I enjoy cooking, and like feeding guests. Sometimes I know I go way too far with the process, in fact, preparing fancy menus for weeks ahead of time. That turns the process into something stressful rather than enjoyable.
I decided to cook a dinner for a few friends from yoga. I had gotten a lovely new cookbook from the library--Purple Citrus and Perfume--mostly Turkish and other middle eastern dishes, mezzes, dips, and a few entrees. The book is so appetizing and interesting, even though there are lots of ingredients I would have a hard time gathering up.
After some thought, I settled on a menu including both a light lamb dish (pastries containing ground lamb, red pepper sauce, and pine nuts) and a vegetarian one (red lentil balls with pomegranite). However, I found these to be unpopular choices among my guests, so had to reshape the menu entirely. I am a little unsure about how the new choices will turn out, but I'm anxious to try them. I decided to do satsivi (Georgian chicken in walnut sauce), a Turkish rice pilaf with pistashios, and tomatoes with pomegranite and sumac, a middle eastern spice that tastes lemony when used in small amounts. I'll serve this with fresh lavash from the Persian market, a fresh baked flatbread that is so popular that the line stretches through the whole store sometimes. I plan to go early in the morning though, before the line grows so long.
I probably will just pick up some baklava or make a fruit crisp for dessert.

Saturday, September 10, 2011

9-11, 10 year Anniversary

Last night in synagogue, someone read this testimony by a survivor of 9-11. It moved me so much, I want to make a poem from it, but meanwhile, I thought I'd let you read it. It's part of a longer peace, but this is the gist of it.
It starts here:
My name is Usman Farman. I graduated from Bentley with a Finance degree last May. I am 21 years old, turning 22 in October. I am Pakistani, and I am Muslim. Until September 10th 2001, I used to work at the World Trade Center in building #7. I had friends and acquaintances who [also worked in there].. Some made it out, and some are still buried under the rubble.
We were evacuated to the North side of building 7. Still only 1 block from the towers. The security people told us to go north and not to look back. 5 city blocks later I stopped and turned around to watch. With a thousand people staring, we saw in shock as the first tower collapsed….. The next thing I remember is that a dark cloud of glass and debris about 50 stories high came tumbling towards us. I turned around and ran as fast as possible and I fell down trying to get away.

I was on my back, facing this massive cloud that was approaching… everything was already dark. I normally wear a pendant around my neck, inscribed with an Arabic prayer for safety. . A Hasidic Jewish man came up to me and held the pendant in his hand, and looked at it. He read the Arabic out loud for a second. What he said next, I will never forget. With a deep Brooklyn accent he said "Brother, if you don't mind, there is a cloud of glass coming at us, grab my hand, let’s get the hell out of here." He helped me stand up, and we ran for what seemed like forever without looking back. He was the last person I would ever have thought, who would help me. If it weren't for him, I probably would have been engulfed in shattered glass and debris.
I have heard many such testimonies of survivors and also those of family members of those who did not survive. The sense of unreality of the whole event, precisely the feeling I felt, and that I'd wager all of us felt, hearing about it or watching it the very first time, as it was happening that Tuesday morning, envelopes me afresh when I hear these stories.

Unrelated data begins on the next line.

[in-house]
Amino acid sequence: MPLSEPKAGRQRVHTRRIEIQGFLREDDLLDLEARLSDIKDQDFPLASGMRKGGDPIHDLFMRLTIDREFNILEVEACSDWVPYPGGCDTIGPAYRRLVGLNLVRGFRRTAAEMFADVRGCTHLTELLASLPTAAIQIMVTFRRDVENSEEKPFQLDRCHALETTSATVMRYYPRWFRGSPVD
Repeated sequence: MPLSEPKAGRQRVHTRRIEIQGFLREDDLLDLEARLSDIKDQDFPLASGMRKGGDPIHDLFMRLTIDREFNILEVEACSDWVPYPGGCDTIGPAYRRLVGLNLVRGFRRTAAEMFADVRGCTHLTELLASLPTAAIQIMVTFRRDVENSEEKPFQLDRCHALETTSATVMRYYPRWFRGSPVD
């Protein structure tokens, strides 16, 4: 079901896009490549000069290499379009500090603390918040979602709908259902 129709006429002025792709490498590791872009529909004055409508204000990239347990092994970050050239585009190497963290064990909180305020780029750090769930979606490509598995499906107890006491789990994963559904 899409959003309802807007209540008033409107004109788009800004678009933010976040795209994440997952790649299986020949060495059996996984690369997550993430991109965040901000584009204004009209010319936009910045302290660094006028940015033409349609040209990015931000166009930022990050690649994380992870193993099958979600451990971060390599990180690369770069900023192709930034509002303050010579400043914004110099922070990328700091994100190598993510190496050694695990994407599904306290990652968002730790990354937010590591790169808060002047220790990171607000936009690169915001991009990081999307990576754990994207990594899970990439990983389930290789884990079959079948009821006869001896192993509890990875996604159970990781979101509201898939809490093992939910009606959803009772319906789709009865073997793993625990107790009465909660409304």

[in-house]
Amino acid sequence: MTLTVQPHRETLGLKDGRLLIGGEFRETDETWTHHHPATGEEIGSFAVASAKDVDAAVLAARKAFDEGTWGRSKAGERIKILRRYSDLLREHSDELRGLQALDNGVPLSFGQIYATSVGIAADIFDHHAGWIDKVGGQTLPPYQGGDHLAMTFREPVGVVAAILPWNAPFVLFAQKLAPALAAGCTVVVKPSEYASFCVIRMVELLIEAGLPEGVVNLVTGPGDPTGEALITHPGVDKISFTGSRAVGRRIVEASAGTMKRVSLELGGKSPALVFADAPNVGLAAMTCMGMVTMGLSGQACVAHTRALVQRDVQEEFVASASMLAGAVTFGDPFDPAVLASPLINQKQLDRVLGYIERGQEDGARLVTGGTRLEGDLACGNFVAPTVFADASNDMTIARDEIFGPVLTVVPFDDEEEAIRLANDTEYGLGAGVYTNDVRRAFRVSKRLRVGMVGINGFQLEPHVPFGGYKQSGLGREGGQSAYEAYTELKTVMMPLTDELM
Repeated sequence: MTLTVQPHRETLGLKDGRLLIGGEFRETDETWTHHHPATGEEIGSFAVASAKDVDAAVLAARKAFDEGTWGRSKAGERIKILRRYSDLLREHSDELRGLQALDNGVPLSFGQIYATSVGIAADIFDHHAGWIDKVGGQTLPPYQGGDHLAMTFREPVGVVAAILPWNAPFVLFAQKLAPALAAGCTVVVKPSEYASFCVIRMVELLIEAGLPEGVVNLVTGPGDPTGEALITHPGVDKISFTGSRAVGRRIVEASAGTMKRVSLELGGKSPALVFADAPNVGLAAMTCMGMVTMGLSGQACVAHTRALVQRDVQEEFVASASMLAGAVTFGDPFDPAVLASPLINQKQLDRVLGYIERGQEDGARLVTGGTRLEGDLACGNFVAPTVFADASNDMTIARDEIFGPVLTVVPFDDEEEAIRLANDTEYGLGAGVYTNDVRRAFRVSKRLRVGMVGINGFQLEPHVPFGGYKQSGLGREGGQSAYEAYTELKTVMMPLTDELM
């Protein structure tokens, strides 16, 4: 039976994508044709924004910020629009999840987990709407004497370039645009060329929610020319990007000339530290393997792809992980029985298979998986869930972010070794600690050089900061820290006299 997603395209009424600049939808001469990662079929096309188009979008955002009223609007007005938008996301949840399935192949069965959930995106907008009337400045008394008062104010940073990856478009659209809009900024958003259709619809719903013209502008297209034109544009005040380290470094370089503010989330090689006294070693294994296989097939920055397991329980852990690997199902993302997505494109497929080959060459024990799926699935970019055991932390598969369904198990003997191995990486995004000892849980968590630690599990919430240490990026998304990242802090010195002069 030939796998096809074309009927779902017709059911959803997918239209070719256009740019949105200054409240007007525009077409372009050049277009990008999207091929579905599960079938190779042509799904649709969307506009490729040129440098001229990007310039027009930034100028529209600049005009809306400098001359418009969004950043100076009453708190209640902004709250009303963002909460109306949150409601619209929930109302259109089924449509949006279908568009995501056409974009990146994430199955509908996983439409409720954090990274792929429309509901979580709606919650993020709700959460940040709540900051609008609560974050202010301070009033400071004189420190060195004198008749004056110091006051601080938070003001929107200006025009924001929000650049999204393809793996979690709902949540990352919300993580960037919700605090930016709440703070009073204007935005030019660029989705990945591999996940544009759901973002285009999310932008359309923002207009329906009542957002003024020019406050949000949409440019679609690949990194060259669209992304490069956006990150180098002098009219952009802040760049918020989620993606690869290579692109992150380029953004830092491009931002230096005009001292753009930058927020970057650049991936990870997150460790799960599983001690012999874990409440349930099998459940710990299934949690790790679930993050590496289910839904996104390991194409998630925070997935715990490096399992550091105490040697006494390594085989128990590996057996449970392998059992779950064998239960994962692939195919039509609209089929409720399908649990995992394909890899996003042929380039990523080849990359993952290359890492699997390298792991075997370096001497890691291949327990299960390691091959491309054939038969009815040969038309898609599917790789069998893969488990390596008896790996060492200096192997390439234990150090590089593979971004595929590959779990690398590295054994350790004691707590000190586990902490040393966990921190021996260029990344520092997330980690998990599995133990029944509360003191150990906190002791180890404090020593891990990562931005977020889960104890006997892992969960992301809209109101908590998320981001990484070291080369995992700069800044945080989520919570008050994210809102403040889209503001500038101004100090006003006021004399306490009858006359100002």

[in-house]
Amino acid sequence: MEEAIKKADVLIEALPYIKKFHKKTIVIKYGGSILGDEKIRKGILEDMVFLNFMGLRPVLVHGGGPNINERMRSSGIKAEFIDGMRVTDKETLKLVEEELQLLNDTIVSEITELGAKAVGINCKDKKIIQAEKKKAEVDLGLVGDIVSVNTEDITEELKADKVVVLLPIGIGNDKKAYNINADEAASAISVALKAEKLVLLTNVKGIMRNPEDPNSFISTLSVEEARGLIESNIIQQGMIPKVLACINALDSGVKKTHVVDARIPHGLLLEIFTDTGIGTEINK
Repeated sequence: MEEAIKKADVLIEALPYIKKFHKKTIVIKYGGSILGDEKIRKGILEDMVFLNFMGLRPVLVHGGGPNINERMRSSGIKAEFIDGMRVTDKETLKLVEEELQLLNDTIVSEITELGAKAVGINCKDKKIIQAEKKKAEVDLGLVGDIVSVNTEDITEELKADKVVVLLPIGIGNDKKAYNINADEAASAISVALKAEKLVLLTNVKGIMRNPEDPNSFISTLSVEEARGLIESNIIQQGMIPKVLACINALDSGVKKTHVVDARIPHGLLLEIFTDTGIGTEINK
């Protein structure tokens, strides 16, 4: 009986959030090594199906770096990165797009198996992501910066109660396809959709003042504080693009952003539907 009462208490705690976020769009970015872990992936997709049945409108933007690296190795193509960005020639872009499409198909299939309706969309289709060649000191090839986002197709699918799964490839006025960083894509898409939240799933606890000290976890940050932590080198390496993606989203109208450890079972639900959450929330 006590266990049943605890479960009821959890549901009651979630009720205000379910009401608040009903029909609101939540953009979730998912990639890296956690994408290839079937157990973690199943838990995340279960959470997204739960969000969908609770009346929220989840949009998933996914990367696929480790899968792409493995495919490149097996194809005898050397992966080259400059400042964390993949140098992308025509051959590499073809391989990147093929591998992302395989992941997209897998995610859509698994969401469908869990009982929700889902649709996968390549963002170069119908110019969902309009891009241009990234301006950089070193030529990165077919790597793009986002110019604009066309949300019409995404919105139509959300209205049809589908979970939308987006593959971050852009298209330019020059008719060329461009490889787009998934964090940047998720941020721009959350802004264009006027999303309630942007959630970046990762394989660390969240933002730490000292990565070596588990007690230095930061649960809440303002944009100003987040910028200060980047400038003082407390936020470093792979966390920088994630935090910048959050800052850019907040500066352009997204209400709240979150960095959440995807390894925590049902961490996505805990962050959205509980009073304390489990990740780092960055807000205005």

Thursday, September 8, 2011

Bright Spot

Something to look forward to! Yesterday I got the advance copy of the anthology on and for parents of disabled kids in which I published an essay, Easy to Love but Hard to Raise. I've had that title backwards all this time, and perhaps because of my glass half-empty psyche, still hear it better that way. But never mind that! I've been reading the whole book, essays and in-between commentary, and think it is fantastic! If I had a book like this one when I was bringing up my kid, it would have made all the difference in the world. What a blessing that it will be out there, spawning all sorts of support groups, conferences, perhaps a whole movement that will help all those who don't know what to do to help their kids. The only thing I don't see there so far, and I'm scarcely 25% through the book, having just gotten it late yesterday afternoon, after going to the post office and paying postage due, is stuff about what the law says schools and public institutions owe our kids, what we can fairly ask for. I'm going to tell my friend in Philadelphia, Linda, to write to the blog for the book on Facebook, and perhaps she can add that dimension to the discussion.
I shouldn't put so much hope into this, but I'm thinking that if this book hits it big, perhaps I can draw some attention to my writing and pick up some sort of online writing job or teaching or something or get my books picked up by a publisher somewhere. This is the kind of thing people will buy; I know, because I have bought many books on similar subjects, and at one point, I would have bought anything I thought could help us deal with the difficulties of raising a kid with neurological differences.
I told the editors I wanted to help market the book by contacting NPR and doing interviews, doing readings, chatting up Facebook, or whatever. The book comes out in November. I can't wait!

Tuesday, September 6, 2011


Today I woke up with red eyes, sweaty and hot. I had a terrible dream, and apparently didn't sleep all too well. But I jumped out of bed because I knew I had to be ready early to go on an outing with Liz and her friend Ron.